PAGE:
Thursday, July 3, 2008
I thank you very much for your frequenting and reading my articles that obviously attracted your interest as baker a interested in the baking trade. From my part I have tried to convey the best of the news for you all to keep inform I am now made a decision to cease operations of this blog and transfer all to my new forum yet I have to decide on my strategies which are few and demand some studying.
The forum will have some additional benefits and you may subscribe for free so I hope to see you there if you have a genuine interest in this trade.
Thank you for your input till this day
Saturday, May 31, 2008
The ACCC is setting up a website to publish the cost of items including milk, meat and vegetables.
The National Association of Retail Grocers of Australia (NARGA) says a Federal Government plan to monitor and compare grocery prices will be complex and difficult.
The Australian Competition and Consumer Commission (ACCC) received money in this month's Federal Budget to set up a website to publish the cost of items including milk, meat and vegetables.
NARGA chief executive officer Ken Henrick says previous comparisons have failed to compare goods because sizes and products vary depending on the store and area.
Mr Henrick says they are not opposed to the idea of price monitoring but he says it needs to be accurate, citing recent price monitoring done in Sydney.
"As we seen in the past, errors can occur and business can be damaged with no reason and no basis because of inaccurate information," he said.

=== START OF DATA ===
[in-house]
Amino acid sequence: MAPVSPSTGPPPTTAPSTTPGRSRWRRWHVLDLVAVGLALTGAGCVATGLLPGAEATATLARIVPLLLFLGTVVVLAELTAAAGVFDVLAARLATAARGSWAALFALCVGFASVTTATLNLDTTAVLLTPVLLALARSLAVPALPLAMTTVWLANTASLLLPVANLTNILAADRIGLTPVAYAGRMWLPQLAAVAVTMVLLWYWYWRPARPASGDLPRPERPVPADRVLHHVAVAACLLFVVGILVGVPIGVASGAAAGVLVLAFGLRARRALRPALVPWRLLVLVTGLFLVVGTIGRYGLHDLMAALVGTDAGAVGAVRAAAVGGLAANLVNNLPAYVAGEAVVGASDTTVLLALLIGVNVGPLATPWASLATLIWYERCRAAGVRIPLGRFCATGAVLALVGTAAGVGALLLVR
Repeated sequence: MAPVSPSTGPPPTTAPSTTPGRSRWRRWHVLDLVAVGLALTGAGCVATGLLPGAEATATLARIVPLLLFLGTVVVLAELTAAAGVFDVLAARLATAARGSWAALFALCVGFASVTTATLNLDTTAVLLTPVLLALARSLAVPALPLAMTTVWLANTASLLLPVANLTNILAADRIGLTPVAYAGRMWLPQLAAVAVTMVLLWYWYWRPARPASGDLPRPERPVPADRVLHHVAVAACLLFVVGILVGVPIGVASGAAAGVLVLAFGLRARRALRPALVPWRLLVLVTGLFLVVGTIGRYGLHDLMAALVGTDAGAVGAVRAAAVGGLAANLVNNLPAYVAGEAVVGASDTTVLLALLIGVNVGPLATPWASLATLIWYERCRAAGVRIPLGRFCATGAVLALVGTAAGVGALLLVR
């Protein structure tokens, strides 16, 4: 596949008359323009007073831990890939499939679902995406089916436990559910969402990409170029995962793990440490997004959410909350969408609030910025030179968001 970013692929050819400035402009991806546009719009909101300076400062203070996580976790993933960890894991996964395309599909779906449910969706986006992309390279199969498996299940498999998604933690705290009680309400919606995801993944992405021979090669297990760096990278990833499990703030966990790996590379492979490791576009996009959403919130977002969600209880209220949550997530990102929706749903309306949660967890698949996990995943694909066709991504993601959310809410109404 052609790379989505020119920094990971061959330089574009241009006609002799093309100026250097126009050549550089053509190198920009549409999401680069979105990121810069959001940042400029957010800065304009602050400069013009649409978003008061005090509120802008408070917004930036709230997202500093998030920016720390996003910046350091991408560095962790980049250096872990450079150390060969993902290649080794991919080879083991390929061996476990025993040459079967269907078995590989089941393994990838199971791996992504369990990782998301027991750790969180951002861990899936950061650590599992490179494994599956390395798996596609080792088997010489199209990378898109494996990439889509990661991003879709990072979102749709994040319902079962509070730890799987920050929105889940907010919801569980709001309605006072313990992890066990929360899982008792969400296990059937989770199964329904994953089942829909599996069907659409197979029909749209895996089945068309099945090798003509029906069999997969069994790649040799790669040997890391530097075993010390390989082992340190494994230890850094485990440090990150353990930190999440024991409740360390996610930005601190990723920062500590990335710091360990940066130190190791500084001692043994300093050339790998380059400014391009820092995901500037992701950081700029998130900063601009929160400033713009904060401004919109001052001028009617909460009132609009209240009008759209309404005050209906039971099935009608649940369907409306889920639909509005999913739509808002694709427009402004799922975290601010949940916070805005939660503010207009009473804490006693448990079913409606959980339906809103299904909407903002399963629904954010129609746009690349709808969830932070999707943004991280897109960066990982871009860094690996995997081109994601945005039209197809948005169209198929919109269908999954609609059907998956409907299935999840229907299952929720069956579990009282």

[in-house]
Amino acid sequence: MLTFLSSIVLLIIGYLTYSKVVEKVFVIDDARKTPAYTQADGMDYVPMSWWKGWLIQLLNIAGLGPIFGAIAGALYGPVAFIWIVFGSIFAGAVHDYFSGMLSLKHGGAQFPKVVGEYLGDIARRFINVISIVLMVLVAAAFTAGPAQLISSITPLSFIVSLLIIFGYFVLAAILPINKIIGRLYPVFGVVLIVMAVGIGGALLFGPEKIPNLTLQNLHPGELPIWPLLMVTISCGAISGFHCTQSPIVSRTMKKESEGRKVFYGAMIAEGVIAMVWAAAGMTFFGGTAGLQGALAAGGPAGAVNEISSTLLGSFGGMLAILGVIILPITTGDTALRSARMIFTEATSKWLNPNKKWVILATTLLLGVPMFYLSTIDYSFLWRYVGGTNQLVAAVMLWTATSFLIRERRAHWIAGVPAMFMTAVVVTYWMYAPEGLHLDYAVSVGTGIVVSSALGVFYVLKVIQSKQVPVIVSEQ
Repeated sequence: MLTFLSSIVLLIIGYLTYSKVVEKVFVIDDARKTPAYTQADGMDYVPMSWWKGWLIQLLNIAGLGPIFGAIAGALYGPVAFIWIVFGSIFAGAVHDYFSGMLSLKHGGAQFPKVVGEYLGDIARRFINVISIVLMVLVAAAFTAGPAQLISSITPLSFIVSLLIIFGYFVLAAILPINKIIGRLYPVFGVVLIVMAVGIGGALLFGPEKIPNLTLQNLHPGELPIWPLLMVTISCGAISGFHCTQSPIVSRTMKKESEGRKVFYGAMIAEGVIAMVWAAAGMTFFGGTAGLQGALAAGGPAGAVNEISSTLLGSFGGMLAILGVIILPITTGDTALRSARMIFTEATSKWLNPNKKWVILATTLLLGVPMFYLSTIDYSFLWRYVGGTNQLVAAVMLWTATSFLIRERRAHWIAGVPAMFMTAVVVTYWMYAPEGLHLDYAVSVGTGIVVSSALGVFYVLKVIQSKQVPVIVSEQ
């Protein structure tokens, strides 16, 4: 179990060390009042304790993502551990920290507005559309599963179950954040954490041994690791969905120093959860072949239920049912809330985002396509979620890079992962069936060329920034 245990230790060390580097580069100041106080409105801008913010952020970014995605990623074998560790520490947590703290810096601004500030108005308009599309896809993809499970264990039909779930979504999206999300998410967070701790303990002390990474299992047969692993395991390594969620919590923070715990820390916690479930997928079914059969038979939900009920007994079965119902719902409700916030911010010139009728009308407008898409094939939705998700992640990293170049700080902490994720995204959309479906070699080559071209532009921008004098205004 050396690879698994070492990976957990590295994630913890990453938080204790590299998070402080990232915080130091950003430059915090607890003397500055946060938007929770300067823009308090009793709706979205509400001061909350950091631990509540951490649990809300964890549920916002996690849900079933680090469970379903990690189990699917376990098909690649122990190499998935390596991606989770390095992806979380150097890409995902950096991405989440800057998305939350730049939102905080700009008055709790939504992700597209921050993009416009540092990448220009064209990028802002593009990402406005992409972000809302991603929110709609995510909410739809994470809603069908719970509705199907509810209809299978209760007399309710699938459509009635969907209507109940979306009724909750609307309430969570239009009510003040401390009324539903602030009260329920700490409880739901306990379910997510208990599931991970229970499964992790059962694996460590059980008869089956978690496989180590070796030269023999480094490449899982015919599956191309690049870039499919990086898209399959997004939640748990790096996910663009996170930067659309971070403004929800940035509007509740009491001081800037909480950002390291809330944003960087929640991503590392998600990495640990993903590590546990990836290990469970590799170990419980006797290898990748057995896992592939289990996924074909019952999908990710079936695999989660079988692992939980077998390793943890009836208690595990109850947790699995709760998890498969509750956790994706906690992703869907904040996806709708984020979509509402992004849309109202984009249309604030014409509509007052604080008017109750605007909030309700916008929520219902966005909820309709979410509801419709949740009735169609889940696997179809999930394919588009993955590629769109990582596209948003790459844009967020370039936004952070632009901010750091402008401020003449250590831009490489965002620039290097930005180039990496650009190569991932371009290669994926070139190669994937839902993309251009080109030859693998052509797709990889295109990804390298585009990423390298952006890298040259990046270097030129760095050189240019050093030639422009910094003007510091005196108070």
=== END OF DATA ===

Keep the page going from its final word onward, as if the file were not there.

Friday, May 30, 2008
The Queensland Farmers Federation says it will lobby state and federal leaders to develop a national food policy.
Chief executive John Cherry says he would like the Federal Government to form a policy so political decisions are examined for their impact on food prices.
Mr Cherry says recent rises in fuel prices have hit farmers and primary producers hard and made the issue more urgent.
He says a national policy would help address spiralling costs and food shortages.
"Whether we're talking about grains, whether we're talking about milk, even meat products, there is a worldwide shortage on almost all of these commodities at the moment," he said.
"From that point of view, import markets are a lot tighter than they were maybe five, even three years ago.
"From that point of view what we need is to start thinking about how we start expanding food production in this country rather than contracting it."
Salt & Human Health: Iodine Deficiency: Salt Institute endorses mandated salt iodization for Australian bakers
Salt Institute endorses mandated salt iodization for Australian bakers
Australia and New Zealand have a problem with eroding levels of iodine nutrition for which the universal consensus solution is using iodized salt. Responsibly, FSANZ, the nations' joint regulatory body, has concluded that bakers should be mandated to use iodized salt in their bread. If that proves insufficient, the universe of foods can be expanded. Today, the Salt Institute endorsed the approach for Australia, as it had done earlier for New Zealand.